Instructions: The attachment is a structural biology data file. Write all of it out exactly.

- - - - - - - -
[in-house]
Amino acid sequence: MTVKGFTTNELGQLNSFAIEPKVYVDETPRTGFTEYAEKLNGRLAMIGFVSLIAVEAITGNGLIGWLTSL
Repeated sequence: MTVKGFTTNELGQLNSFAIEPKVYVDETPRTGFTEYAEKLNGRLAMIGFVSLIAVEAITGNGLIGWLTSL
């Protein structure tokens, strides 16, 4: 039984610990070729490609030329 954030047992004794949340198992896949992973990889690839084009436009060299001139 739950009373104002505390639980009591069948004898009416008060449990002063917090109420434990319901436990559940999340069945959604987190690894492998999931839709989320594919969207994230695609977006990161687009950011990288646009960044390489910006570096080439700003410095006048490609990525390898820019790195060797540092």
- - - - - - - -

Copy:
[in-house]
Amino acid sequence: MTVKGFTTNELGQLNSFAIEPKVYVDETPRTGFTEYAEKLNGRLAMIGFVSLIAVEAITGNGLIGWLTSL
Repeated sequence: MTVKGFTTNELGQLNSFAIEPKVYVDETPRTGFTEYAEKLNGRLAMIGFVSLIAVEAITGNGLIGWLTSL
């Protein structure tokens, strides 16, 4: 039984610990070729490609030329 954030047992004794949340198992896949992973990889690839084009436009060299001139 739950009373104002505390639980009591069948004898009416008060449990002063917090109420434990319901436990559940999340069945959604987190690894492998999931839709989320594919969207994230695609977006990161687009950011990288646009960044390489910006570096080439700003410095006048490609990525390898820019790195060797540092």